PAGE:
Assessing the Affects of Short Term Fasting on the Immune System

One of the interesting findings from research into fasting mimicking diets was that parts of the immune system contract, cell counts diminishing, after about three days. Those cell counts return to normal after the fasting ends. This winnowing and replacement seems beneficial, shedding damaged and problematic cells. In this paper, researchers look at other aspects of the immune system, finding differing beneficial outcomes after a three day fast.

Previous studies have shown that long-term light or moderate fasting such as intermittent fasting can improve health and prolong lifespan. However, in humans short-term intensive fasting, a complete water-only fasting has little been studied. Here, we used multi-omics tools to evaluate the impact of short-term intensive fasting on immune function by comparison of the CD45+ leukocytes from the fasting subjects before and after 72 hour fasting. Transcriptomic and proteomic profiling of CD45+ leukocytes revealed extensive expression changes, marked by higher gene upregulation than downregulation after fasting. Functional enrichment of differentially expressed genes and proteins exposed several pathways critical to metabolic and immune cell functions.

Specifically, short-term intensive fasting enhanced autophagy levels through upregulation of key members involved in the upstream signals and within the autophagy machinery, whereas apoptosis was reduced by down-turning of apoptotic gene expression, thereby increasing the leukocyte viability. When focusing on specific leukocyte populations, peripheral neutrophils are noticeably increased by short-term intensive fasting. Finally, proteomic analysis of leukocytes showed that short-term intensive fasting not only increased neutrophil degranulation, but also increased cytokine secretion. Our results suggest that short-term intensive fasting boost immune function, in particular innate immune function, at least in part by remodeling leukocytes expression profile.



Interesting. Finally some results in humans.
Too bad most of the participants were < 60 yo ( the oldest 69).
I wish they would have measured their proxies for autophagic flux every 24h not only at 0h and 72h.

Currently I'm trying to figure out if using mTOR independent autophagy inducers and/or AMPK activators (e.g. glucosamine, excercise, nicotine) could have the same effects as prolonged fasting. Ideas?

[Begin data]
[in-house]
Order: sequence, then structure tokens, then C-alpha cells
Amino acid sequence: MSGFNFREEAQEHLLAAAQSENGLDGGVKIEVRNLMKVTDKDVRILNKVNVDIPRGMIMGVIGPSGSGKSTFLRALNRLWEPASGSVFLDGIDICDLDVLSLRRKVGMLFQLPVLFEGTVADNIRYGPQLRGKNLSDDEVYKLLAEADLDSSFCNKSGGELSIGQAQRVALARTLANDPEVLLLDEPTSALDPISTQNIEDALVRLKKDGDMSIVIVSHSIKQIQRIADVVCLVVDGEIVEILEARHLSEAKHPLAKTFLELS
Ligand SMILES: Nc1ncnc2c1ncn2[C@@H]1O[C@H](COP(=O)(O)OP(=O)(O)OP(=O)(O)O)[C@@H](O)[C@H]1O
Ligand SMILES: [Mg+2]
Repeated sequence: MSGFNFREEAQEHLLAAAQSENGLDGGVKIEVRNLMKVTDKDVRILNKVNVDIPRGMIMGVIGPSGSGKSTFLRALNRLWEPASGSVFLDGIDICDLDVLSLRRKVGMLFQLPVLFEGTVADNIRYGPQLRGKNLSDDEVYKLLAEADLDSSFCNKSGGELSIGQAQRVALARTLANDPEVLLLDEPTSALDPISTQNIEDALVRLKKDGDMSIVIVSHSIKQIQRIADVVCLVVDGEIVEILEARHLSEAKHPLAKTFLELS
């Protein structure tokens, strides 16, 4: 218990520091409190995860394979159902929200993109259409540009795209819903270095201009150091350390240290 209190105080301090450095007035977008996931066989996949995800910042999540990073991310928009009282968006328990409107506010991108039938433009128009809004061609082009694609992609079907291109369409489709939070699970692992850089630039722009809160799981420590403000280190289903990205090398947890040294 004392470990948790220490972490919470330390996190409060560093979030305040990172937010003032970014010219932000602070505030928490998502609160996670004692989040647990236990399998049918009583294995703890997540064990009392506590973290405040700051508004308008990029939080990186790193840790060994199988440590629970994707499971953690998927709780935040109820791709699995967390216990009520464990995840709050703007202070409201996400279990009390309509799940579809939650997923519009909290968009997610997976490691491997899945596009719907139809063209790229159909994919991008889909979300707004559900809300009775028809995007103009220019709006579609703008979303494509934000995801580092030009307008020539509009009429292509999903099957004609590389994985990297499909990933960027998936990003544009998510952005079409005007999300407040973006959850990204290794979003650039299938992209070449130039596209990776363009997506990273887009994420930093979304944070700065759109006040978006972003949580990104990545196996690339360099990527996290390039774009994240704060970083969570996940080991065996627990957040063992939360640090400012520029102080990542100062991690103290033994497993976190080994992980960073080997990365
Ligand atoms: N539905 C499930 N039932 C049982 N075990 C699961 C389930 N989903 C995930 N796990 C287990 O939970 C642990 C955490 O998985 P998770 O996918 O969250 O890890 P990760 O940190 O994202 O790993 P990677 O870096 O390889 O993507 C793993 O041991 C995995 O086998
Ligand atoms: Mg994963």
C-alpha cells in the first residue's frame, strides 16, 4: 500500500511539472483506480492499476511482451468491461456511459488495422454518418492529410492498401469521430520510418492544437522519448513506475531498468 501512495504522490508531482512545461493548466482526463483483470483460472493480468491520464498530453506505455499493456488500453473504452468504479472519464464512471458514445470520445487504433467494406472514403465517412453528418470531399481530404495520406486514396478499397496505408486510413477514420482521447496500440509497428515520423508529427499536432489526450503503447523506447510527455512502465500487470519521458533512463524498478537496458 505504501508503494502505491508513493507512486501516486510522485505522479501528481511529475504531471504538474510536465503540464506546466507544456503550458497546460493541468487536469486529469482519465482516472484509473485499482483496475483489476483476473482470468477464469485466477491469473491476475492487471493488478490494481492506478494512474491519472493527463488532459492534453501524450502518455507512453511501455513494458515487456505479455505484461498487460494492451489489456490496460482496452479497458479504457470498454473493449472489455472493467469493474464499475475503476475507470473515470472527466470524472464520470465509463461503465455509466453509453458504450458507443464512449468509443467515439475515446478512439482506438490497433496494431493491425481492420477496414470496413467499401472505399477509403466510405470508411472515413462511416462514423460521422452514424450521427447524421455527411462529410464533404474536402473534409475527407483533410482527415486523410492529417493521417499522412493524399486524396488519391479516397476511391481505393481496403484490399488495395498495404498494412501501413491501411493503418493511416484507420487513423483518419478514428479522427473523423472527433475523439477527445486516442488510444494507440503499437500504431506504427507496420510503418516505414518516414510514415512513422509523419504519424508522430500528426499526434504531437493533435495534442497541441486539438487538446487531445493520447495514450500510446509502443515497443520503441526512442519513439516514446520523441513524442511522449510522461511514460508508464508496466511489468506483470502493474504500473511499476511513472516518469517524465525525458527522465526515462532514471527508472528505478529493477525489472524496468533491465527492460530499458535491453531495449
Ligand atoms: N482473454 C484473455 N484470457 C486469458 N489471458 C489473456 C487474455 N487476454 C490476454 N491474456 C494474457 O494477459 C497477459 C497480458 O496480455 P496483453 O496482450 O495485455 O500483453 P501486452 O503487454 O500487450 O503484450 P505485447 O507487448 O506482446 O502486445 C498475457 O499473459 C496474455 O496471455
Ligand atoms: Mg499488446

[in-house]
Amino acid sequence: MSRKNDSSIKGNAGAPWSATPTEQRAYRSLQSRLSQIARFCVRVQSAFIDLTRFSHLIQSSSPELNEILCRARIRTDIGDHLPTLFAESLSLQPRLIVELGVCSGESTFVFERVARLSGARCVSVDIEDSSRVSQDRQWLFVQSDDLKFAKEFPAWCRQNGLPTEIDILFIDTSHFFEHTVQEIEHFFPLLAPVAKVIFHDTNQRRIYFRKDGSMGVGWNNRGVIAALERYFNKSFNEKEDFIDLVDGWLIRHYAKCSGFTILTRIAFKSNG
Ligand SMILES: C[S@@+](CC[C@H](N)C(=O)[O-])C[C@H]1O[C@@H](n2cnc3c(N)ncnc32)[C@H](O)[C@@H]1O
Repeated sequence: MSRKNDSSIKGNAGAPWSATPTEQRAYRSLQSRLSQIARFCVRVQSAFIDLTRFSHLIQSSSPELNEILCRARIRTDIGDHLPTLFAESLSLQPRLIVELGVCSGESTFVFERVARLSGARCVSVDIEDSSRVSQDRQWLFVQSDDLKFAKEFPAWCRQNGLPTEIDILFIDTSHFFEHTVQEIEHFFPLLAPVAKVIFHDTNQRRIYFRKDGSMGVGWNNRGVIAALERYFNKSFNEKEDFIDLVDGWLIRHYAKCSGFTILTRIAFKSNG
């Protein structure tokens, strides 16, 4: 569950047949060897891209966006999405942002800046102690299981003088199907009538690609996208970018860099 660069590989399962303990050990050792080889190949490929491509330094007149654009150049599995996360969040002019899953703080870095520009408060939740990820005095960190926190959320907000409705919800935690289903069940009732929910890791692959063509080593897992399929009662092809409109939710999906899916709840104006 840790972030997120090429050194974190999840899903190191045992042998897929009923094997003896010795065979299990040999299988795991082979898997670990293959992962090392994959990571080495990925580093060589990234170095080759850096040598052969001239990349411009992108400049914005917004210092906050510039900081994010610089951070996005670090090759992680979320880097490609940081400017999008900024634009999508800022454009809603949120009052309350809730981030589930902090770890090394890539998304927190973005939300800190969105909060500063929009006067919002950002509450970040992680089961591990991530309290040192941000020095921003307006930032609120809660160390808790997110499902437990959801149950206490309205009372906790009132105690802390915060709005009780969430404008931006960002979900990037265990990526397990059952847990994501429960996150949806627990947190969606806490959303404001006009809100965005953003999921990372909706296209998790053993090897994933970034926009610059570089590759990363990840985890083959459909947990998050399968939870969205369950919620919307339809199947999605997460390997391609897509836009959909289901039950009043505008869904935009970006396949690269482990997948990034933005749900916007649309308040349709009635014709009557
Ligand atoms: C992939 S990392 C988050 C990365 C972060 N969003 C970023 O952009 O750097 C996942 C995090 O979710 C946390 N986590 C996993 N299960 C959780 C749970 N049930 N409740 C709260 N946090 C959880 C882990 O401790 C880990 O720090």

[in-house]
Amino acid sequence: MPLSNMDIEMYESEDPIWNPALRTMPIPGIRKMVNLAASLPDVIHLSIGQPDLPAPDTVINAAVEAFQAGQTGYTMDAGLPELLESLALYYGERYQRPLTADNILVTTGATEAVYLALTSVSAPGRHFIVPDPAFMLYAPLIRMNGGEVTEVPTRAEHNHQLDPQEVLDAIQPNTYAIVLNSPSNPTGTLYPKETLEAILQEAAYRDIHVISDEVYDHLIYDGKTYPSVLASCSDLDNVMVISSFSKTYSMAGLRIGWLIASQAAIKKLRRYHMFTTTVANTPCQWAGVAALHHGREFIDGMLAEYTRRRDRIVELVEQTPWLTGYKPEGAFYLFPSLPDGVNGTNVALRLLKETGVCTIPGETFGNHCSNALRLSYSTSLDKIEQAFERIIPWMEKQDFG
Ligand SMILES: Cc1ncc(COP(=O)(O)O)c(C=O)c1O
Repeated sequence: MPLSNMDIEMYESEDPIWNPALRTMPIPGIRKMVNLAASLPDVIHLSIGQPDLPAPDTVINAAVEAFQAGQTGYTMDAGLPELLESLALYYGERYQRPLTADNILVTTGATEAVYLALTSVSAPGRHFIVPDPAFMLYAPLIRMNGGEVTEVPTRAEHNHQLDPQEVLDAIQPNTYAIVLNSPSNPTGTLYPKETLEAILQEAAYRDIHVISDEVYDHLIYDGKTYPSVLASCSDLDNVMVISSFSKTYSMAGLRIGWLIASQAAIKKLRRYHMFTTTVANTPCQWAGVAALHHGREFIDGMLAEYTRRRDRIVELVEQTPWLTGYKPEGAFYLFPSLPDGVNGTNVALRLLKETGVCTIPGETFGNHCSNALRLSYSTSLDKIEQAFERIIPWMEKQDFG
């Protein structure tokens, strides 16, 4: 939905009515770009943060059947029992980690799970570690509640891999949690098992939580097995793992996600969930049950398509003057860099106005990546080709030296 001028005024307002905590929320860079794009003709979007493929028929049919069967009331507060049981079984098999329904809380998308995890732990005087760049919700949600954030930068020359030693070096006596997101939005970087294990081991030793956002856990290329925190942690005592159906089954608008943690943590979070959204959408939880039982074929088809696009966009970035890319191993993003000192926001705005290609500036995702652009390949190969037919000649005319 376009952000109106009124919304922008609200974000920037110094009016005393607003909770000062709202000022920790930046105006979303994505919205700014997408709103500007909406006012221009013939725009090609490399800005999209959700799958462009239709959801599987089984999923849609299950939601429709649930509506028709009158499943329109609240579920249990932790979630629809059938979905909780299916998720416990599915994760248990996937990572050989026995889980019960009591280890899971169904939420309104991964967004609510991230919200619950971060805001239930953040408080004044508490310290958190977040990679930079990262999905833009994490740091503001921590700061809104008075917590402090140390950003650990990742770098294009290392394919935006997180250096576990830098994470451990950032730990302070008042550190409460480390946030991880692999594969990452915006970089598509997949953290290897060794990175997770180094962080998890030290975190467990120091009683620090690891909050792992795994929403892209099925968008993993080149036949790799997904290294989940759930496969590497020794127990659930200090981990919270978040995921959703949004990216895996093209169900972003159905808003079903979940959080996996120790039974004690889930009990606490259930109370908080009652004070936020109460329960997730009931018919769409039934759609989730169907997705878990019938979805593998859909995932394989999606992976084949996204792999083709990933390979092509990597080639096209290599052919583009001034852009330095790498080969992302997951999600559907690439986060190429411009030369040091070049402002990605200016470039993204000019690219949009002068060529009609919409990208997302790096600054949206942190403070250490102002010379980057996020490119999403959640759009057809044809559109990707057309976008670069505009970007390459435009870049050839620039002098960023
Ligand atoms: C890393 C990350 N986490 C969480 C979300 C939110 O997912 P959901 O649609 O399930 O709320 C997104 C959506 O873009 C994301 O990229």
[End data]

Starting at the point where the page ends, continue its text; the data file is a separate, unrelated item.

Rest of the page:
Posted by: Jones at November 10th, 2021 10:57 AM

prolonged fasting probably will lead to the strongest result. It is plausible that it could be enhanced with some supplements to improve the autophagy, cleanup and such. However, not by a large margin. But even a modest improvement can make the fasting shorter or easier to follow

Posted by: Cuberat at November 10th, 2021 1:51 PM

I would like to see some work quantifying if & how much fasting increases susceptibility to infection and potentially risk of severe complications as a result as a result of infection occuring during the fast (or just prior to it but without having yet become symptomatic). Intuitively, dramatic drop in immune cell counts is probably not a good thing for infection during the period in which they are lowered.

Posted by: Karl Pfleger at November 13th, 2021 1:41 PM

seems under-researched: fasting and triggering anemic condition ( always reversible ? )

Posted by: Art Finch at November 13th, 2021 11:55 PM

@Karl Pfleger

Autophagy during viral infection - a double-edged sword

'Viral manipulation of autophagosomes for replication
RNA viruses exploit autophagy for their replication. Double-membrane compartments formed during autophagy can provide a physical platform for the viral replication machinery, locally concentrate essential intermediates and protect viral RNAs from detection by innate immune sensors and degradation.'

Named in the paper:
Coronaviruses (CoVs)
mouse hepatitis virus (MHV)
parainfluenza virus type 3

Posted by: Jones at November 15th, 2021 1:22 AM
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